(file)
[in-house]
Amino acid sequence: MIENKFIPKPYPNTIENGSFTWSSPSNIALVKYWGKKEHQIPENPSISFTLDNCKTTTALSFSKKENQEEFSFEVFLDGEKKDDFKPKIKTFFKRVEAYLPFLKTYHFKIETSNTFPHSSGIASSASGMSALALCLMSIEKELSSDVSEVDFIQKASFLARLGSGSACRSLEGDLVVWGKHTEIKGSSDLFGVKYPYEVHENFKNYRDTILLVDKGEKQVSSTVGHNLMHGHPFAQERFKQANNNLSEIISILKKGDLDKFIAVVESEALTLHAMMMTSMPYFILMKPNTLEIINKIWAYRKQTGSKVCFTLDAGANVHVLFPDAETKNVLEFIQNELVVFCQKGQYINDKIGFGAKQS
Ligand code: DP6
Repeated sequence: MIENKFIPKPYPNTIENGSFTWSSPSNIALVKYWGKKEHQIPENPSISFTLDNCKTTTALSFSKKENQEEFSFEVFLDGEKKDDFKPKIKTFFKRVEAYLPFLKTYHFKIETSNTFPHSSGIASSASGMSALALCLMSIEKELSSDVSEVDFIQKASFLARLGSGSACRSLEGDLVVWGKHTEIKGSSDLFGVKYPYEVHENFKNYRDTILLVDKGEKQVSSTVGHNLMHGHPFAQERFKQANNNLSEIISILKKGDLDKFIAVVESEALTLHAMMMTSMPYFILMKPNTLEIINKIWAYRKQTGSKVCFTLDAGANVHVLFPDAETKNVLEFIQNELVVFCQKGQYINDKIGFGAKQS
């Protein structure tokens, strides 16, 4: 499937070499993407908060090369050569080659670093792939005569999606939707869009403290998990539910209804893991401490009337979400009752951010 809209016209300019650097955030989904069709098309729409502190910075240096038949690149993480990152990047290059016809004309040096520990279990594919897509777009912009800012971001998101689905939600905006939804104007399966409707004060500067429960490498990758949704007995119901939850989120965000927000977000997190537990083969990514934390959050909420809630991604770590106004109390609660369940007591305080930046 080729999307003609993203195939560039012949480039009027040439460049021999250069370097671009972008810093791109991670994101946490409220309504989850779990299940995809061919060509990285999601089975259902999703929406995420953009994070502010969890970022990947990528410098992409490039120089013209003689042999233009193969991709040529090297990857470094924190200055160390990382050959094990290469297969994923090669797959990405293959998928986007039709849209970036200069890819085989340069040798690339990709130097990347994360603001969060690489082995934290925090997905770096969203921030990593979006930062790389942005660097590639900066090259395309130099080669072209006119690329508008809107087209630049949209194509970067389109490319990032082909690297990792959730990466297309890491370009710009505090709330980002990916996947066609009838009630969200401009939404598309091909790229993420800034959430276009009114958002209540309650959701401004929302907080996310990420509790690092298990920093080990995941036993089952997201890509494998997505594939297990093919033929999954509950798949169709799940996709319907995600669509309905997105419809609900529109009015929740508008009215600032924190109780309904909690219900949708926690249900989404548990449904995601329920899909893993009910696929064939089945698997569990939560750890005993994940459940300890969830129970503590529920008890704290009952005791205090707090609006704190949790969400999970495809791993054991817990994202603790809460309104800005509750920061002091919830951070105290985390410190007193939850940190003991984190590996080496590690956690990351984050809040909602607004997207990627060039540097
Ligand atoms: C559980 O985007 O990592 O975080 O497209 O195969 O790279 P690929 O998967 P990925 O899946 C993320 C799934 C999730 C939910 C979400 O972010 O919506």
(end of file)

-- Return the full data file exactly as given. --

[in-house]
Amino acid sequence: MIENKFIPKPYPNTIENGSFTWSSPSNIALVKYWGKKEHQIPENPSISFTLDNCKTTTALSFSKKENQEEFSFEVFLDGEKKDDFKPKIKTFFKRVEAYLPFLKTYHFKIETSNTFPHSSGIASSASGMSALALCLMSIEKELSSDVSEVDFIQKASFLARLGSGSACRSLEGDLVVWGKHTEIKGSSDLFGVKYPYEVHENFKNYRDTILLVDKGEKQVSSTVGHNLMHGHPFAQERFKQANNNLSEIISILKKGDLDKFIAVVESEALTLHAMMMTSMPYFILMKPNTLEIINKIWAYRKQTGSKVCFTLDAGANVHVLFPDAETKNVLEFIQNELVVFCQKGQYINDKIGFGAKQS
Ligand code: DP6
Repeated sequence: MIENKFIPKPYPNTIENGSFTWSSPSNIALVKYWGKKEHQIPENPSISFTLDNCKTTTALSFSKKENQEEFSFEVFLDGEKKDDFKPKIKTFFKRVEAYLPFLKTYHFKIETSNTFPHSSGIASSASGMSALALCLMSIEKELSSDVSEVDFIQKASFLARLGSGSACRSLEGDLVVWGKHTEIKGSSDLFGVKYPYEVHENFKNYRDTILLVDKGEKQVSSTVGHNLMHGHPFAQERFKQANNNLSEIISILKKGDLDKFIAVVESEALTLHAMMMTSMPYFILMKPNTLEIINKIWAYRKQTGSKVCFTLDAGANVHVLFPDAETKNVLEFIQNELVVFCQKGQYINDKIGFGAKQS
């Protein structure tokens, strides 16, 4: 499937070499993407908060090369050569080659670093792939005569999606939707869009403290998990539910209804893991401490009337979400009752951010 809209016209300019650097955030989904069709098309729409502190910075240096038949690149993480990152990047290059016809004309040096520990279990594919897509777009912009800012971001998101689905939600905006939804104007399966409707004060500067429960490498990758949704007995119901939850989120965000927000977000997190537990083969990514934390959050909420809630991604770590106004109390609660369940007591305080930046 080729999307003609993203195939560039012949480039009027040439460049021999250069370097671009972008810093791109991670994101946490409220309504989850779990299940995809061919060509990285999601089975259902999703929406995420953009994070502010969890970022990947990528410098992409490039120089013209003689042999233009193969991709040529090297990857470094924190200055160390990382050959094990290469297969994923090669797959990405293959998928986007039709849209970036200069890819085989340069040798690339990709130097990347994360603001969060690489082995934290925090997905770096969203921030990593979006930062790389942005660097590639900066090259395309130099080669072209006119690329508008809107087209630049949209194509970067389109490319990032082909690297990792959730990466297309890491370009710009505090709330980002990916996947066609009838009630969200401009939404598309091909790229993420800034959430276009009114958002209540309650959701401004929302907080996310990420509790690092298990920093080990995941036993089952997201890509494998997505594939297990093919033929999954509950798949169709799940996709319907995600669509309905997105419809609900529109009015929740508008009215600032924190109780309904909690219900949708926690249900989404548990449904995601329920899909893993009910696929064939089945698997569990939560750890005993994940459940300890969830129970503590529920008890704290009952005791205090707090609006704190949790969400999970495809791993054991817990994202603790809460309104800005509750920061002091919830951070105290985390410190007193939850940190003991984190590996080496590690956690990351984050809040909602607004997207990627060039540097
Ligand atoms: C559980 O985007 O990592 O975080 O497209 O195969 O790279 P690929 O998967 P990925 O899946 C993320 C799934 C999730 C939910 C979400 O972010 O919506």